Iran, Islamic Republic of

High-profile Iranian actresses promote breastfeeding in 'Talk to Me' campaign

UNICEF Image
© UNICEF Iran/2011
UNICEF Iran Ambassador Mahtab Keramati (left) talks with fellow actress Leila Hatami about breastfeeding, as Ms. Hatami's children look on.

TEHERAN, Iran, 7 September 2011 – The three-year-old girl with a pair of lace wings runs around the coffee table with her five-year-old brother, laughing out loud, as the camera crew sets up lights and equipment around the apartment. The children’s mother, film actress Leila Hatami, asks them to go and play in their room while she offers pastries and tea to the crew.

This is not a usual day of filming for Ms. Hatami. Today, she is hosting another popular actress, UNICEF Iran Ambassador Mahtab Keramati, for a filmed interview on the benefits of exclusive breastfeeding.

As a mother who breastfed both of her children during periods when she was also acting in several movies, Ms. Hatami shares her experience with Ms. Keramati. The hope is that their conversation will encourage more Iranian mothers to breastfeed their babies for at least the first six months of life.

The interview is part of ‘Talk to Me,’ a communication campaign launched on the occasion of World Breastfeeding Week in August.

Importance of family support

“I wonder how you could breastfeed two children and, at the same, shine so brilliantly in movies so much that you have even won awards?” asks Ms. Keramati.

UNICEF Image
© UNICEF Iran/2011
Iranian actress Leila Hatami with her daughter Asal, 3, who she exclusively breastfed.

“I knew I wanted to breastfeed my child even before my son was born, and I had prepared myself for it,” replies Ms. Hatami. “I got part of this information from my doctor. I used the experiences of those close to me and I also searched the Internet on breastfeeding issues.”

In response to a question on the importance of family support in making breastfeeding easier, Ms. Hatami says: “It is so important for a mother to get help from those around her. I was lucky enough to have the full support of my husband and my sister-in-law, but it is also important that a mother allows family and friends to help her…. You need someone closer than your doctor to help you.”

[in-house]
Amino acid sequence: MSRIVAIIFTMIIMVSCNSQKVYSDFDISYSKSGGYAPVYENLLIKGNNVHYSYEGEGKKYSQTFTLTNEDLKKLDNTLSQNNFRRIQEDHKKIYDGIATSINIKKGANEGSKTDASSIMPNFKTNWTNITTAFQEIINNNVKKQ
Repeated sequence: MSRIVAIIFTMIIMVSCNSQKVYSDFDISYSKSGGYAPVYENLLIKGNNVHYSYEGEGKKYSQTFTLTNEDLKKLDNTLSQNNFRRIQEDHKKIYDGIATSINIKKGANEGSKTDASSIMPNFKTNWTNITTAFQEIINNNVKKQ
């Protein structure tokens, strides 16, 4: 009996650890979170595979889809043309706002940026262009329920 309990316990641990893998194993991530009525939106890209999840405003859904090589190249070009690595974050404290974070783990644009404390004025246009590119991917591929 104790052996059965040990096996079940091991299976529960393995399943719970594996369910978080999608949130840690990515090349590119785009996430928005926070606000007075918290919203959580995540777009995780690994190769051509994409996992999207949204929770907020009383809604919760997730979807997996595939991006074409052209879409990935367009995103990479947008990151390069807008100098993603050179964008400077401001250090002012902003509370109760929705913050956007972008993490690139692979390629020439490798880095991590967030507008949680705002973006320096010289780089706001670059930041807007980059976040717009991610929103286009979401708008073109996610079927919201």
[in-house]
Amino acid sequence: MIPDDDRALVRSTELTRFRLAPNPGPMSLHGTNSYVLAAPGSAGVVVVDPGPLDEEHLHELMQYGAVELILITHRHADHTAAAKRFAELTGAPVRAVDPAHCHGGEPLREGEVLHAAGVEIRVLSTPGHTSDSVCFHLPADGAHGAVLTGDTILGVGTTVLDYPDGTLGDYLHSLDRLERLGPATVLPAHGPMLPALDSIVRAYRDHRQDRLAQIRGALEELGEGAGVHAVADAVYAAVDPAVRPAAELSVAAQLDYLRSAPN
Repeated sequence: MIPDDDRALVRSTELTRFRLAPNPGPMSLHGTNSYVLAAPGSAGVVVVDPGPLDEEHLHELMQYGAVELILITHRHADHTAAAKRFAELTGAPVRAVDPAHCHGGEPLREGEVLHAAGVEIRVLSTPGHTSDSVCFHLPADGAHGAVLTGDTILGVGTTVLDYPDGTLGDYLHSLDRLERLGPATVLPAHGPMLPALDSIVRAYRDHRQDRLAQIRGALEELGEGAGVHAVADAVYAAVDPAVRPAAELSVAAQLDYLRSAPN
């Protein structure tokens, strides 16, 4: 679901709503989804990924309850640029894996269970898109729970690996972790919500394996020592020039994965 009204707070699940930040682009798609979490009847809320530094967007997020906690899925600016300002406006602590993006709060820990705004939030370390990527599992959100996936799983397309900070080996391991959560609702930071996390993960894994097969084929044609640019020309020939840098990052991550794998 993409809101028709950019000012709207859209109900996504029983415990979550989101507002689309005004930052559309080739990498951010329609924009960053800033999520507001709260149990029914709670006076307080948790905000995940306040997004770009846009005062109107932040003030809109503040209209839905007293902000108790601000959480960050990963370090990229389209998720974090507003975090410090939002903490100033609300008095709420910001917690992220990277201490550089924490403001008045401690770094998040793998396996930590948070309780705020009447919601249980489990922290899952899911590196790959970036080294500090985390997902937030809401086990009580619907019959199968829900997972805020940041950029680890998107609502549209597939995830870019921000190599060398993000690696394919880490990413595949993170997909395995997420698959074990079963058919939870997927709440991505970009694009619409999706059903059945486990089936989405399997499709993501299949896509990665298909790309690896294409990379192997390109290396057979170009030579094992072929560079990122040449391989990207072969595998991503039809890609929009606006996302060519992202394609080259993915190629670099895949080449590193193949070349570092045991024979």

Communication is essential

The point raised by the actress reinforces the theme that marked this year’s World Breastfeeding Week – namely, that communication is essential to promoting the practice.

Official figures in Iran show that the rate of exclusive breastfeeding has declined in recent years. A lack of communication can contribute to such a decline.

For her part, Ms. Hatami says she has already played her role in persuading other mothers to breastfeed. Once her son and daughter were a little older, she shared breastfeeding tools, including a milk pump, with friends who had newborns. She also talked with them about her experiences.

While mothers should seek out information on the health benefits of breastfeeding, Ms. Hatami says, they shouldn’t get stressed about their ability to do it. “Breastfeeding is an option, and all mothers should choose a way which puts them and their baby at peace,” she notes.

Benefits of breastfeeding

Still, the benefits of breastfeeding for both the child and the mother are well known; mothers need to be aware of them in order to change their attitudes and behaviours, and choose this healthy option.

To that end, communication efforts should focus on a systematic that can counter the impact of societal and commercial pressures to stop breastfeeding.

The period from birth to two years of age is the critical window for the promotion of good growth, health, and behavioural development. Optimal infant and young child feeding is crucial during this period. Optimal feeding means that mothers are empowered to initiate breastfeeding within one hour of birth, breastfeed exclusively for the first six months and continue to breastfeed for two years or more – together with nutritionally adequate, age-appropriate, complementary feeding starting at six months.

Breastfeeding is much more than food alone; breastfed infants are much less likely to die from diarrhoea, acute respiratory infections and other diseases. If every lactating mother can persuade only one other mother to breastfeed her baby, the number of breastfed children will double – in Iran and around the world.


 

 

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